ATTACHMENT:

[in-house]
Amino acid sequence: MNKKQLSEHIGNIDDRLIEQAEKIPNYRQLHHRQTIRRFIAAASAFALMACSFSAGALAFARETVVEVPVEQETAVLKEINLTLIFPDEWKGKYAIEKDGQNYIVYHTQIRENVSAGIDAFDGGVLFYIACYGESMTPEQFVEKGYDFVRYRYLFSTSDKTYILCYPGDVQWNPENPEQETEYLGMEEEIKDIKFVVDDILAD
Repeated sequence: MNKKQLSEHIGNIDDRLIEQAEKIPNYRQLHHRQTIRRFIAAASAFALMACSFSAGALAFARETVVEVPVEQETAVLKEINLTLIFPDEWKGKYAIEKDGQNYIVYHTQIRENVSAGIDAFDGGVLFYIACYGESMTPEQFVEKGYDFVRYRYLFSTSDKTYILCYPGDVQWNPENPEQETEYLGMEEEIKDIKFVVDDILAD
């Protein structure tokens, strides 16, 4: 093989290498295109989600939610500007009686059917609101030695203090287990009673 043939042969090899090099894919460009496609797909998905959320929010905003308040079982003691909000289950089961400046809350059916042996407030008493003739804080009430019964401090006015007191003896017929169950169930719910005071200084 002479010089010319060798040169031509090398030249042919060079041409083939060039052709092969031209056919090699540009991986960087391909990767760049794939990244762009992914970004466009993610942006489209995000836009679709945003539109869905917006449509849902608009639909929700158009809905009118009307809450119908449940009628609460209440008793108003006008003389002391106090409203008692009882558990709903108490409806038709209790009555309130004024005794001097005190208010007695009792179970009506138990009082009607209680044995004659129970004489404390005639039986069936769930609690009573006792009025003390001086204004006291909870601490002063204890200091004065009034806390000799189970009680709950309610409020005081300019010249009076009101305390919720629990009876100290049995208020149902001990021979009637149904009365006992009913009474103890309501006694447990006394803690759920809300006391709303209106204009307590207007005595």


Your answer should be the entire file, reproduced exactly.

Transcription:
[in-house]
Amino acid sequence: MNKKQLSEHIGNIDDRLIEQAEKIPNYRQLHHRQTIRRFIAAASAFALMACSFSAGALAFARETVVEVPVEQETAVLKEINLTLIFPDEWKGKYAIEKDGQNYIVYHTQIRENVSAGIDAFDGGVLFYIACYGESMTPEQFVEKGYDFVRYRYLFSTSDKTYILCYPGDVQWNPENPEQETEYLGMEEEIKDIKFVVDDILAD
Repeated sequence: MNKKQLSEHIGNIDDRLIEQAEKIPNYRQLHHRQTIRRFIAAASAFALMACSFSAGALAFARETVVEVPVEQETAVLKEINLTLIFPDEWKGKYAIEKDGQNYIVYHTQIRENVSAGIDAFDGGVLFYIACYGESMTPEQFVEKGYDFVRYRYLFSTSDKTYILCYPGDVQWNPENPEQETEYLGMEEEIKDIKFVVDDILAD
């Protein structure tokens, strides 16, 4: 093989290498295109989600939610500007009686059917609101030695203090287990009673 043939042969090899090099894919460009496609797909998905959320929010905003308040079982003691909000289950089961400046809350059916042996407030008493003739804080009430019964401090006015007191003896017929169950169930719910005071200084 002479010089010319060798040169031509090398030249042919060079041409083939060039052709092969031209056919090699540009991986960087391909990767760049794939990244762009992914970004466009993610942006489209995000836009679709945003539109869905917006449509849902608009639909929700158009809905009118009307809450119908449940009628609460209440008793108003006008003389002391106090409203008692009882558990709903108490409806038709209790009555309130004024005794001097005190208010007695009792179970009506138990009082009607209680044995004659129970004489404390005639039986069936769930609690009573006792009025003390001086204004006291909870601490002063204890200091004065009034806390000799189970009680709950309610409020005081300019010249009076009101305390919720629990009876100290049995208020149902001990021979009637149904009365006992009913009474103890309501006694447990006394803690759920809300006391709303209106204009307590207007005595």